Regimes persist across decades. The Jeffersonian regime lasted from 1800 to 1828; the Jacksonian regime, from 1828 to 1860; the Republican regime, from 1860 to 1932; the New Deal order, from 1932 to 1980.
Will the Democrats face a midterm wipeout?
Reagan’s market regime of deference to the white and the wealthy has outlasted two Democratic presidencies and may survive a third. We see its presence in high returns to the rich and low wages for work, continents of the economy cordoned off from democratic control and resegregated neighborhoods and schools. Corporations are viewed, by liberals, as more advanced reformers of structural racism than parties and laws, and tech billionaires are seen as saviors of the planet.
Eventually, however, regimes grow brittle. Their ideology no longer speaks to the questions of the day; important interests lose pride of place; the opposition refuses to accept the leading party and its values.
Every president presides over a regime that is either resilient or vulnerable. That is his situation. When Eisenhower was elected, the New Deal was strong; when Jimmy Carter was elected, it was weak. Every president is affiliated or opposed to the regime. That is his story. James Knox Polk sought to extend the slavocracy, Abraham Lincoln to end it. The situation and the story are the keys to the president’s power — or powerlessness.
When the president is aligned with a strong regime, he has considerable authority, as Lyndon Johnson realized when he expanded the New Deal with the Great Society. When the president is opposed to a strong regime, he has less authority, as Mr. Obama recognized when he tried to get a public option in the Affordable Care Act. When the president is aligned with a weak regime, he has the least authority, as everyone from John Adams to Mr. Carter was forced to confront. When the president is opposed to a weak regime, he has the greatest authority, as Thomas Jefferson, Andrew Jackson, Lincoln, Roosevelt and Reagan discovered. These presidents, whom Mr. Skowronek calls reconstructive, can reorder the political universe.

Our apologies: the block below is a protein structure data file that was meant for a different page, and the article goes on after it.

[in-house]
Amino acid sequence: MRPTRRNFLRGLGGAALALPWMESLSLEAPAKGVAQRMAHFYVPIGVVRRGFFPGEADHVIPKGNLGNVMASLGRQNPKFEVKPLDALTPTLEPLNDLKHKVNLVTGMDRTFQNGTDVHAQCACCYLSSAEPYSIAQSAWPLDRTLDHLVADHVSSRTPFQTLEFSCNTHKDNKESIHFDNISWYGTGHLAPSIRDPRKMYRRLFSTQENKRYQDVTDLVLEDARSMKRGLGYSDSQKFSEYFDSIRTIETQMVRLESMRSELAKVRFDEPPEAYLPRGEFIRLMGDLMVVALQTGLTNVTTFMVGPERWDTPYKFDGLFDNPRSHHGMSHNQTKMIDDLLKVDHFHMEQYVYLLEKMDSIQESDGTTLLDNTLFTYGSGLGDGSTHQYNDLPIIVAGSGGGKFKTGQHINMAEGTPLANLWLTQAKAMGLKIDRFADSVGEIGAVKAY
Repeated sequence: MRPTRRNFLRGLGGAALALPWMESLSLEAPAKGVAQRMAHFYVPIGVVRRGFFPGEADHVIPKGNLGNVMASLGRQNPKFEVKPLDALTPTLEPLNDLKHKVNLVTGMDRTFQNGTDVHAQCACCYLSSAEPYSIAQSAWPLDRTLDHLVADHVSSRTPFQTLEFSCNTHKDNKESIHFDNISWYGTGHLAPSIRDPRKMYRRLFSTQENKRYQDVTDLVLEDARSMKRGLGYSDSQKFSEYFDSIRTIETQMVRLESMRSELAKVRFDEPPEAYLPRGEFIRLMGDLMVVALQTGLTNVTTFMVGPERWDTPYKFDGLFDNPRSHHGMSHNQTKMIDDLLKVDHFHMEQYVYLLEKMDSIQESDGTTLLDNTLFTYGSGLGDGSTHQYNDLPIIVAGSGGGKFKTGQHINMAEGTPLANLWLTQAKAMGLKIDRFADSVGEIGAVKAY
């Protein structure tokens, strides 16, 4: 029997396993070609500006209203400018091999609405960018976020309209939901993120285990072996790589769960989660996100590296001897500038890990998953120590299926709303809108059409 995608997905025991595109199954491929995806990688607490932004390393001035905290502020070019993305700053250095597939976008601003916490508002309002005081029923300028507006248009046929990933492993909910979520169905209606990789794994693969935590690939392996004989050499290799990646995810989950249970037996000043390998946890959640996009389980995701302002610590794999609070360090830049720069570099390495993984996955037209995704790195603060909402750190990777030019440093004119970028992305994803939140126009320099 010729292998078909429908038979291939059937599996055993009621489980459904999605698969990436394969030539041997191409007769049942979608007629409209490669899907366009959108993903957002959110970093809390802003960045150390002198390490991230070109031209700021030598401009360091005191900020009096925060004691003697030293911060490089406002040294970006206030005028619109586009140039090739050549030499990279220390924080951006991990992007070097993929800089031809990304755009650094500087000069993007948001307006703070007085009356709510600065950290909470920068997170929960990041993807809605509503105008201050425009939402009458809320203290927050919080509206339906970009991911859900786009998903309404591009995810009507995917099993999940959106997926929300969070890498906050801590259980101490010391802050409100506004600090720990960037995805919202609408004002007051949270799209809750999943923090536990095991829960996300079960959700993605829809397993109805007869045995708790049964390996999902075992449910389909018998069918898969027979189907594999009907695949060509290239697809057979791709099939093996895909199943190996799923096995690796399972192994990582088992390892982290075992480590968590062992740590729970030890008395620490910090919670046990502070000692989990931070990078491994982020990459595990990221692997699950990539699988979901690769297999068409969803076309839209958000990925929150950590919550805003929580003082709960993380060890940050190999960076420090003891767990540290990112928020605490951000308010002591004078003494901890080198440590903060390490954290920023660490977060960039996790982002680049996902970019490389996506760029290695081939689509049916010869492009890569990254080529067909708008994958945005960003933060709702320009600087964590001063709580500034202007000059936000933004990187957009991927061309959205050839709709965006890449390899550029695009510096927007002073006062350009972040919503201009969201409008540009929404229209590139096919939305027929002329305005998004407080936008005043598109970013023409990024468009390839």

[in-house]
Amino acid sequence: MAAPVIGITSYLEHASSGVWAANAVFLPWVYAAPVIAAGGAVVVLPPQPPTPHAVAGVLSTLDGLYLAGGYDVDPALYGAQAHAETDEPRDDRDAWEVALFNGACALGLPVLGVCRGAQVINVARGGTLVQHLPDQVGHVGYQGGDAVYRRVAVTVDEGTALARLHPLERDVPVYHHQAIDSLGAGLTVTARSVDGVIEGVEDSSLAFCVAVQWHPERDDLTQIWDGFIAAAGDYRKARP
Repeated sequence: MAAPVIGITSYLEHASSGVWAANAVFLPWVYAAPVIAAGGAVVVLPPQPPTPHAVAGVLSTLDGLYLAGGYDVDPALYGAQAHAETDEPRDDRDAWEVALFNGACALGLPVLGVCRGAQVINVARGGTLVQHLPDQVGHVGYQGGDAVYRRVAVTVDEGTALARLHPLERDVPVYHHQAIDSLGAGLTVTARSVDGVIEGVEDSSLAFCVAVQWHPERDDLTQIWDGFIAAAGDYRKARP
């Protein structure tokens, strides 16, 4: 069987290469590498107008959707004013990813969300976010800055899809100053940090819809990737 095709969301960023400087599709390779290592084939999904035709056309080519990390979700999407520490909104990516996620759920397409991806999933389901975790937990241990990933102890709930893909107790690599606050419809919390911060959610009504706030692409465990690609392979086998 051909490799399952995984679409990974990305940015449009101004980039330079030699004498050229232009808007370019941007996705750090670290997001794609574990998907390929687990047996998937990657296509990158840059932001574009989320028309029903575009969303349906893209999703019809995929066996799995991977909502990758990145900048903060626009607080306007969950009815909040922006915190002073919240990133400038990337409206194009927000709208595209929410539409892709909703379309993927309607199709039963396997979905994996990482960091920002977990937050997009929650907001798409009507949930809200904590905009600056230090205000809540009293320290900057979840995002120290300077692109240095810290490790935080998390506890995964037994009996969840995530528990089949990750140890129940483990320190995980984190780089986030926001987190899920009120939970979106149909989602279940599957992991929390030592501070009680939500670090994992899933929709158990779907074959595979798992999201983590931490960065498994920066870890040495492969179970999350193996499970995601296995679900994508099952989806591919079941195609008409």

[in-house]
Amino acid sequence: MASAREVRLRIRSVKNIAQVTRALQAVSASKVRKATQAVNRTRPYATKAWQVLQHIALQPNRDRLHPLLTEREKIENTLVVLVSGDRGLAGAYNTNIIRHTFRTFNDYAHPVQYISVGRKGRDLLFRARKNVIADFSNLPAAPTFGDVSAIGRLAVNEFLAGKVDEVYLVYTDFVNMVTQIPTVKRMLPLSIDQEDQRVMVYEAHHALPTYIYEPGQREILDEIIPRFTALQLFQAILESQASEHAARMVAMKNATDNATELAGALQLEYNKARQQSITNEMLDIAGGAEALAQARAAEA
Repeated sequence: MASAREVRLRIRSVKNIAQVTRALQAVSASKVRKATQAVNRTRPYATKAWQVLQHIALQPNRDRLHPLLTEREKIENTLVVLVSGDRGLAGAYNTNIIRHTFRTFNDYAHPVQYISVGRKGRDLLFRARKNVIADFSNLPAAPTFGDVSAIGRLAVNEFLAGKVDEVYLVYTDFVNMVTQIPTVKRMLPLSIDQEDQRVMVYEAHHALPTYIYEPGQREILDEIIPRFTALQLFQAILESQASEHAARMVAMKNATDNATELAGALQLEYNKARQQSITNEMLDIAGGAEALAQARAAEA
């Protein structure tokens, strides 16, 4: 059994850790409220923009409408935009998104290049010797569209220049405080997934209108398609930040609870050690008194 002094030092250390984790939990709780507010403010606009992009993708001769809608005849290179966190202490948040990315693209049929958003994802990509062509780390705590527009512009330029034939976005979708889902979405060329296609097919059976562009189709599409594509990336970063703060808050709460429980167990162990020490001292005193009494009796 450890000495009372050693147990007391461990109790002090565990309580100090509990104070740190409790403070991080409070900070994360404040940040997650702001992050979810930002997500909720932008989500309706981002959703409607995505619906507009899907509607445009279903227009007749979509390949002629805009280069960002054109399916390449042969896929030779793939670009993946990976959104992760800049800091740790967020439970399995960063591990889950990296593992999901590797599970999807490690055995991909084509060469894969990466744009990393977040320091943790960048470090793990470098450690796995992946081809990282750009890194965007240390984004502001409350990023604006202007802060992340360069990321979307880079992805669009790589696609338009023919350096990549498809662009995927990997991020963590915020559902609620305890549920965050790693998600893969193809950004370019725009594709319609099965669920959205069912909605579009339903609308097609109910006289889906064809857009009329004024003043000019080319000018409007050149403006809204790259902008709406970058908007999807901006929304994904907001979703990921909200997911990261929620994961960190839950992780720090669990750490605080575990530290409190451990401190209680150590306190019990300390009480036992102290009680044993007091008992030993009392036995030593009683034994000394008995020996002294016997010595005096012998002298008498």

All presidents are transformative actors. With each speech and every action, they make or unmake the regime. Sometimes, they do both at the same time: Johnson reportedly declared that with the passage of the Civil Rights Act of 1964, the Democrats had lost the South for a generation, thereby setting the stage for the unraveling of the New Deal.
What distinguishes reconstructive presidents from other presidents, even the most transformative like Johnson, is that their words and deeds have a binding effect on their successors from both parties. They create the language that all serious contestants for power must speak. They construct political institutions and social realities that cannot be easily dismantled. They build coalitions that provide lasting support to the regime. Alexander Hamilton thought every president would “reverse and undo what has been done by a predecessor.” Reconstructive presidents do that — in fact, they reverse and undo the work of many predecessors — but they also ensure that their heirs cannot.
Source: NYT > Top Stories